Massachusetts levied its first data security data breach fine against the ownership group of several Boston area taverns in a settlement that forces the organization to pay $110,000 for failing to secure its patrons' personal information.
Our office will continue to take action against companies that fail to implement basic security measures on their computer systems to protect the sensitive information entrusted to them by consumers.
The fine against the Briar Group LLC highlights the uncertainty surrounding the Commonwealth's data privacy law, 201 CMR 17, which took effect in March 2010. The Briar Group owns a number of bars and taverns in Massachusetts including The Lenox, MJ O'Connor's, Ned Devine's, The Green Briar and The Harp. Although the breach took place prior to the law taking effect, Massachusetts Attorney General Martha Coakley said the data security standards were used in the settlement.
Coakley announced the settlement Tuesday. In addition to the civil penalty, the organization must comply with Payment Card Industry Data Security Standards (PCI DSS and establish and maintain "an enhanced computer network security system."
"In this instance, the Briar Group did not take proper protections to protect customers' personal information. In addition to the payment, this agreement also works to ensure steps have been taken to protect consumer information moving forward," Coakley said.
MA 201 CMR 17 mandates that businesses, non-profits and other non-government entities follow a set of minimum data security standards to protect the personal information of Massachusetts residents, but the factors that will determine whether the AG's office pursues enforcement action following a data breach remain unclear. The AG office has said that enforcement of MA 201 CMR 17 is less likely with prompt reporting and cooperation.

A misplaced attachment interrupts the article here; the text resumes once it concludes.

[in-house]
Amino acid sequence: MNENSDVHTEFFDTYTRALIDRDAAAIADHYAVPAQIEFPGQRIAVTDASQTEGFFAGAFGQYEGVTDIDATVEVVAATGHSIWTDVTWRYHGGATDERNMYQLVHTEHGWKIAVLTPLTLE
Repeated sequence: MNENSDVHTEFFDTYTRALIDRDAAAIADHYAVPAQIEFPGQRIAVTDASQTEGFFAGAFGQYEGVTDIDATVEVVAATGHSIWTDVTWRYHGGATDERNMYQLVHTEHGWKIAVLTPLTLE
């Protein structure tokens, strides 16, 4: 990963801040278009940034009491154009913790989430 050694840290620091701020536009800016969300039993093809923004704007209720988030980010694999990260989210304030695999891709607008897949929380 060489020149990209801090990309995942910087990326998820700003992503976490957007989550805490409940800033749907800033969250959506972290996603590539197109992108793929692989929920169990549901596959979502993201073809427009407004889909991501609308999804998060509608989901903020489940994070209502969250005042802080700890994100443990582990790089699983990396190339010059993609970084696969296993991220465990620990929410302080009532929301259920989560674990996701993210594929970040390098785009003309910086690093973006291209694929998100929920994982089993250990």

According to the lawsuit, filed in Suffolk Superior Court, the Briar Group experienced a data breach in April 2009 when malware was discovered on Briar's computer systems allowing hackers access to customers' credit and debit card information, including names and account numbers. The malware remained on the systems for eight months before it was removed in December 2009.
The lawsuit also alleges that the Briar Group used default usernames and passwords on its point-of-sale system, making it easier for outside attackers to gain access to the sensitive data. In addition, the restaurant group allegedly let multiple employees share common usernames and passwords to access the system and it failed to secure its remote access and wireless network. The organization continued to accept credit and debit cards from consumers after it knew of the data breach.
Under the terms of the settlement, the Briar Group admitted to no wrongdoing. It has agreed to implement an information security program, develop a secure password management system and implement data security measures that meet PCI DSS.
"Our office will continue to take action against companies that fail to implement basic security measures on their computer systems to protect the sensitive information entrusted to them by consumers," Coakley said.